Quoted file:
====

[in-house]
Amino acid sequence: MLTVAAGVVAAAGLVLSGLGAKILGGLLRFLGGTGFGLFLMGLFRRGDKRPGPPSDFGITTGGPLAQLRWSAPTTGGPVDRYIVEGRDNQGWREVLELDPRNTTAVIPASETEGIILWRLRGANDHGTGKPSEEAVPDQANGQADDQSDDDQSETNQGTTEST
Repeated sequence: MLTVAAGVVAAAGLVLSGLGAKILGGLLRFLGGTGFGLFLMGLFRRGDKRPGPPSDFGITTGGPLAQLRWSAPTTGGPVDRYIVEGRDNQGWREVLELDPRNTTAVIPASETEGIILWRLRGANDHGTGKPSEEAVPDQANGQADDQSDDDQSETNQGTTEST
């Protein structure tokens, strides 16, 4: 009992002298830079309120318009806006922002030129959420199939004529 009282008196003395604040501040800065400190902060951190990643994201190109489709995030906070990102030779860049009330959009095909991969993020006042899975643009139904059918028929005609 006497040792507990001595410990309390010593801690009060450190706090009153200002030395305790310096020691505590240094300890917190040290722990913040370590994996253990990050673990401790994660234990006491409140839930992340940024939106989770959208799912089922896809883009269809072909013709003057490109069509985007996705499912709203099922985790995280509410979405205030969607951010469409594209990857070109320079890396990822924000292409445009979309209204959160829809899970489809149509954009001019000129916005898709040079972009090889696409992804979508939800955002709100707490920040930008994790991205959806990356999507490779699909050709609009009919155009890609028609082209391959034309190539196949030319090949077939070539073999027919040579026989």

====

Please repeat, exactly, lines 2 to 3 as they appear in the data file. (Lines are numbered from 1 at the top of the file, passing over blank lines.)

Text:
Amino acid sequence: MLTVAAGVVAAAGLVLSGLGAKILGGLLRFLGGTGFGLFLMGLFRRGDKRPGPPSDFGITTGGPLAQLRWSAPTTGGPVDRYIVEGRDNQGWREVLELDPRNTTAVIPASETEGIILWRLRGANDHGTGKPSEEAVPDQANGQADDQSDDDQSETNQGTTEST
Repeated sequence: MLTVAAGVVAAAGLVLSGLGAKILGGLLRFLGGTGFGLFLMGLFRRGDKRPGPPSDFGITTGGPLAQLRWSAPTTGGPVDRYIVEGRDNQGWREVLELDPRNTTAVIPASETEGIILWRLRGANDHGTGKPSEEAVPDQANGQADDQSDDDQSETNQGTTEST